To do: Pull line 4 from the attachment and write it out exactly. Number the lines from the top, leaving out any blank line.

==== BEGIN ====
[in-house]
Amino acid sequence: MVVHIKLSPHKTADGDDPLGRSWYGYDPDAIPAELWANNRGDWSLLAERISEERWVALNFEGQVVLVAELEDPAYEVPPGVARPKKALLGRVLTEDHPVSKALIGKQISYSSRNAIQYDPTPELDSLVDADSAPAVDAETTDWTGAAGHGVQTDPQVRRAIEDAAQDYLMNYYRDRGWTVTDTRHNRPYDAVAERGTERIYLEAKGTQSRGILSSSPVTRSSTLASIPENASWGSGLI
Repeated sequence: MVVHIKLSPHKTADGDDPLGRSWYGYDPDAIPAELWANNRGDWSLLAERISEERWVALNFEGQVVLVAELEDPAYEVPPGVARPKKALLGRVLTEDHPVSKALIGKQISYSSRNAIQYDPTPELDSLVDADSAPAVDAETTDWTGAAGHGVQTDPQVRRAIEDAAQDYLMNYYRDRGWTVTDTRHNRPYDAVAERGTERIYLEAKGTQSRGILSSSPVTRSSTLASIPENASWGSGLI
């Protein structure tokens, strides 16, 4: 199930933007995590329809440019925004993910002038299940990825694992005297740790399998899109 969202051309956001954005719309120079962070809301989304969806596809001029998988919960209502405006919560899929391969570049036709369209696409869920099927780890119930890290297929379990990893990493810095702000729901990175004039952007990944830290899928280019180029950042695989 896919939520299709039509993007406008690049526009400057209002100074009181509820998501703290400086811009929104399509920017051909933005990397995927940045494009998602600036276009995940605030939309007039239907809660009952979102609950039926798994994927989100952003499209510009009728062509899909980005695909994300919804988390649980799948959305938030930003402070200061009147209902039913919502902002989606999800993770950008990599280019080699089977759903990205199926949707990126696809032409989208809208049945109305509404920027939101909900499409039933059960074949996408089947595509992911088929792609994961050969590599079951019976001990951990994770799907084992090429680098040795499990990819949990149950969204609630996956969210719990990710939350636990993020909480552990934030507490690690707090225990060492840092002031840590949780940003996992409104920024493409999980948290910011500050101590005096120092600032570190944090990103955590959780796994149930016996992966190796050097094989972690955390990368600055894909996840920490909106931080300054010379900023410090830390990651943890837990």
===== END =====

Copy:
């Protein structure tokens, strides 16, 4: 199930933007995590329809440019925004993910002038299940990825694992005297740790399998899109 969202051309956001954005719309120079962070809301989304969806596809001029998988919960209502405006919560899929391969570049036709369209696409869920099927780890119930890290297929379990990893990493810095702000729901990175004039952007990944830290899928280019180029950042695989 896919939520299709039509993007406008690049526009400057209002100074009181509820998501703290400086811009929104399509920017051909933005990397995927940045494009998602600036276009995940605030939309007039239907809660009952979102609950039926798994994927989100952003499209510009009728062509899909980005695909994300919804988390649980799948959305938030930003402070200061009147209902039913919502902002989606999800993770950008990599280019080699089977759903990205199926949707990126696809032409989208809208049945109305509404920027939101909900499409039933059960074949996408089947595509992911088929792609994961050969590599079951019976001990951990994770799907084992090429680098040795499990990819949990149950969204609630996956969210719990990710939350636990993020909480552990934030507490690690707090225990060492840092002031840590949780940003996992409104920024493409999980948290910011500050101590005096120092600032570190944090990103955590959780796994149930016996992966190796050097094989972690955390990368600055894909996840920490909106931080300054010379900023410090830390990651943890837990």